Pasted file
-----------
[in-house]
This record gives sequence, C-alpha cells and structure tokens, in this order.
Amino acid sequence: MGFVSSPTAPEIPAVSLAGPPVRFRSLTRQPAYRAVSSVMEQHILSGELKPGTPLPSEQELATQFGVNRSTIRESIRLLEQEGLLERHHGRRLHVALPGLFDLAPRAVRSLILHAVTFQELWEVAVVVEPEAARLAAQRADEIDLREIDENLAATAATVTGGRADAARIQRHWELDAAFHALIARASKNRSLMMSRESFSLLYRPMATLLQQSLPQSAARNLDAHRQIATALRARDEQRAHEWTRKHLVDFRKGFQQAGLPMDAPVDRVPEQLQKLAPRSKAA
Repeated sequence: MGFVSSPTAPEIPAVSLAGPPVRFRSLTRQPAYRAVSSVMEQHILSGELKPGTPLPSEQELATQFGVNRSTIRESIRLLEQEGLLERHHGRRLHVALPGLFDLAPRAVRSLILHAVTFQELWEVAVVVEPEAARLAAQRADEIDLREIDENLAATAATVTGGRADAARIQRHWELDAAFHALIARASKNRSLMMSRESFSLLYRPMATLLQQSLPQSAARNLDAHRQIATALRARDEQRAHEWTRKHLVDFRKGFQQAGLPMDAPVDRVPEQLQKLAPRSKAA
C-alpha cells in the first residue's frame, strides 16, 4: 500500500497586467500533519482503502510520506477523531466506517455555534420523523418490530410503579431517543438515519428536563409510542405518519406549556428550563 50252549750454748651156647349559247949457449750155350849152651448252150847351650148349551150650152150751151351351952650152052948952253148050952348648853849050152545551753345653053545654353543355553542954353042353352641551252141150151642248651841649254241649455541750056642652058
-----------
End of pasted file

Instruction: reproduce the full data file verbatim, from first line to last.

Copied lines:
[in-house]
This record gives sequence, C-alpha cells and structure tokens, in this order.
Amino acid sequence: MGFVSSPTAPEIPAVSLAGPPVRFRSLTRQPAYRAVSSVMEQHILSGELKPGTPLPSEQELATQFGVNRSTIRESIRLLEQEGLLERHHGRRLHVALPGLFDLAPRAVRSLILHAVTFQELWEVAVVVEPEAARLAAQRADEIDLREIDENLAATAATVTGGRADAARIQRHWELDAAFHALIARASKNRSLMMSRESFSLLYRPMATLLQQSLPQSAARNLDAHRQIATALRARDEQRAHEWTRKHLVDFRKGFQQAGLPMDAPVDRVPEQLQKLAPRSKAA
Repeated sequence: MGFVSSPTAPEIPAVSLAGPPVRFRSLTRQPAYRAVSSVMEQHILSGELKPGTPLPSEQELATQFGVNRSTIRESIRLLEQEGLLERHHGRRLHVALPGLFDLAPRAVRSLILHAVTFQELWEVAVVVEPEAARLAAQRADEIDLREIDENLAATAATVTGGRADAARIQRHWELDAAFHALIARASKNRSLMMSRESFSLLYRPMATLLQQSLPQSAARNLDAHRQIATALRARDEQRAHEWTRKHLVDFRKGFQQAGLPMDAPVDRVPEQLQKLAPRSKAA
C-alpha cells in the first residue's frame, strides 16, 4: 500500500497586467500533519482503502510520506477523531466506517455555534420523523418490530410503579431517543438515519428536563409510542405518519406549556428550563 50252549750454748651156647349559247949457449750155350849152651448252150847351650148349551150650152150751151351351952650152052948952253148050952348648853849050152545551753345653053545654353543355553542954353042353352641551252141150151642248651841649254241649455541750056642652058